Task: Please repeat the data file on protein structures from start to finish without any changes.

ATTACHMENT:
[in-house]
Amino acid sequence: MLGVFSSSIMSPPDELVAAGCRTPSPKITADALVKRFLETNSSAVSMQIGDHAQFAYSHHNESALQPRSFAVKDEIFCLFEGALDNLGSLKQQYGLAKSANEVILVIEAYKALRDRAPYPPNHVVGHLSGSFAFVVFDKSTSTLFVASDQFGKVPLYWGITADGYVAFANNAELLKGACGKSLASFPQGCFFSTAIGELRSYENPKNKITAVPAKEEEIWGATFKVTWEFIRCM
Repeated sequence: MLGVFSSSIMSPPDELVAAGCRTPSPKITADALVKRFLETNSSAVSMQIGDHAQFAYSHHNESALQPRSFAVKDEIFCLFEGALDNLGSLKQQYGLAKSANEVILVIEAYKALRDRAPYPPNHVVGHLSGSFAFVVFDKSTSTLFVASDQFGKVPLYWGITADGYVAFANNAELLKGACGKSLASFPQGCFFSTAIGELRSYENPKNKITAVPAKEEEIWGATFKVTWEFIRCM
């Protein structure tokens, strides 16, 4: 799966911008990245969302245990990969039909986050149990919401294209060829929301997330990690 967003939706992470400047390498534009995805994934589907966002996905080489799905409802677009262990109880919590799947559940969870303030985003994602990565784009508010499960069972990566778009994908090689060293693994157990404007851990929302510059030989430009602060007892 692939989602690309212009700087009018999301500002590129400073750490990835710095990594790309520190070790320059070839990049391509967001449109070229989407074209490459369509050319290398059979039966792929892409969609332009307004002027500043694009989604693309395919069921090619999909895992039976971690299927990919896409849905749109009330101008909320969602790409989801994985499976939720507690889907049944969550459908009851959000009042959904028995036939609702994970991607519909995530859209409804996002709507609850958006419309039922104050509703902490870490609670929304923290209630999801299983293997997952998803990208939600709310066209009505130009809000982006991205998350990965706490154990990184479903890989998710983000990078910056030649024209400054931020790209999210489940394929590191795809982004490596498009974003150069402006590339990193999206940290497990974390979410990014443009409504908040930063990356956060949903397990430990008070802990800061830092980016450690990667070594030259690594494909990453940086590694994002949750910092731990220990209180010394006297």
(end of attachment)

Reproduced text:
[in-house]
Amino acid sequence: MLGVFSSSIMSPPDELVAAGCRTPSPKITADALVKRFLETNSSAVSMQIGDHAQFAYSHHNESALQPRSFAVKDEIFCLFEGALDNLGSLKQQYGLAKSANEVILVIEAYKALRDRAPYPPNHVVGHLSGSFAFVVFDKSTSTLFVASDQFGKVPLYWGITADGYVAFANNAELLKGACGKSLASFPQGCFFSTAIGELRSYENPKNKITAVPAKEEEIWGATFKVTWEFIRCM
Repeated sequence: MLGVFSSSIMSPPDELVAAGCRTPSPKITADALVKRFLETNSSAVSMQIGDHAQFAYSHHNESALQPRSFAVKDEIFCLFEGALDNLGSLKQQYGLAKSANEVILVIEAYKALRDRAPYPPNHVVGHLSGSFAFVVFDKSTSTLFVASDQFGKVPLYWGITADGYVAFANNAELLKGACGKSLASFPQGCFFSTAIGELRSYENPKNKITAVPAKEEEIWGATFKVTWEFIRCM
């Protein structure tokens, strides 16, 4: 799966911008990245969302245990990969039909986050149990919401294209060829929301997330990690 967003939706992470400047390498534009995805994934589907966002996905080489799905409802677009262990109880919590799947559940969870303030985003994602990565784009508010499960069972990566778009994908090689060293693994157990404007851990929302510059030989430009602060007892 692939989602690309212009700087009018999301500002590129400073750490990835710095990594790309520190070790320059070839990049391509967001449109070229989407074209490459369509050319290398059979039966792929892409969609332009307004002027500043694009989604693309395919069921090619999909895992039976971690299927990919896409849905749109009330101008909320969602790409989801994985499976939720507690889907049944969550459908009851959000009042959904028995036939609702994970991607519909995530859209409804996002709507609850958006419309039922104050509703902490870490609670929304923290209630999801299983293997997952998803990208939600709310066209009505130009809000982006991205998350990965706490154990990184479903890989998710983000990078910056030649024209400054931020790209999210489940394929590191795809982004490596498009974003150069402006590339990193999206940290497990974390979410990014443009409504908040930063990356956060949903397990430990008070802990800061830092980016450690990667070594030259690594494909990453940086590694994002949750910092731990220990209180010394006297």